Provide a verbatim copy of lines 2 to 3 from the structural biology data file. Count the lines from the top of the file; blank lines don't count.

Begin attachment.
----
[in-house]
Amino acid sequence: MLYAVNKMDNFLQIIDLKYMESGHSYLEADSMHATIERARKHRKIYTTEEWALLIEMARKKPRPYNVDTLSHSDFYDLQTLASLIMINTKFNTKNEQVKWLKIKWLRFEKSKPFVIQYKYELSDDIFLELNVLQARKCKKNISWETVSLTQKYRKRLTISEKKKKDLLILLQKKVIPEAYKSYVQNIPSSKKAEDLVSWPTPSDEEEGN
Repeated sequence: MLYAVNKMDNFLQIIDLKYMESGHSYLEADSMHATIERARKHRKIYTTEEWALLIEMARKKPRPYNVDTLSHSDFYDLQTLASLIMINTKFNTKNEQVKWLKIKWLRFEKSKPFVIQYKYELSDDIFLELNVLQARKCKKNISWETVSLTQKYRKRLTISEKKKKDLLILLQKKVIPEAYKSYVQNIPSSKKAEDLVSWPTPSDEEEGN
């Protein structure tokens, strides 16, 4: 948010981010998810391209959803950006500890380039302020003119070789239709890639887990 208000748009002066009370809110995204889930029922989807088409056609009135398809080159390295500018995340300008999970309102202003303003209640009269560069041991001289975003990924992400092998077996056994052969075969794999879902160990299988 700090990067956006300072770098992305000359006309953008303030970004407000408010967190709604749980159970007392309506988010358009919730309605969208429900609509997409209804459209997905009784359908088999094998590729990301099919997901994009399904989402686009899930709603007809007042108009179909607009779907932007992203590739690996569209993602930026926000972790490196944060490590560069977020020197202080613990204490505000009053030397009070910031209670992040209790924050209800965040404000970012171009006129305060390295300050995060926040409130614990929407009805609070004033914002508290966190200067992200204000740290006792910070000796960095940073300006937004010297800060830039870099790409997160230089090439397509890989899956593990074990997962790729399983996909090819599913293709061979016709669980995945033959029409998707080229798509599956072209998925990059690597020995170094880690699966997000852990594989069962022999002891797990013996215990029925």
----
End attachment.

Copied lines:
Amino acid sequence: MLYAVNKMDNFLQIIDLKYMESGHSYLEADSMHATIERARKHRKIYTTEEWALLIEMARKKPRPYNVDTLSHSDFYDLQTLASLIMINTKFNTKNEQVKWLKIKWLRFEKSKPFVIQYKYELSDDIFLELNVLQARKCKKNISWETVSLTQKYRKRLTISEKKKKDLLILLQKKVIPEAYKSYVQNIPSSKKAEDLVSWPTPSDEEEGN
Repeated sequence: MLYAVNKMDNFLQIIDLKYMESGHSYLEADSMHATIERARKHRKIYTTEEWALLIEMARKKPRPYNVDTLSHSDFYDLQTLASLIMINTKFNTKNEQVKWLKIKWLRFEKSKPFVIQYKYELSDDIFLELNVLQARKCKKNISWETVSLTQKYRKRLTISEKKKKDLLILLQKKVIPEAYKSYVQNIPSSKKAEDLVSWPTPSDEEEGN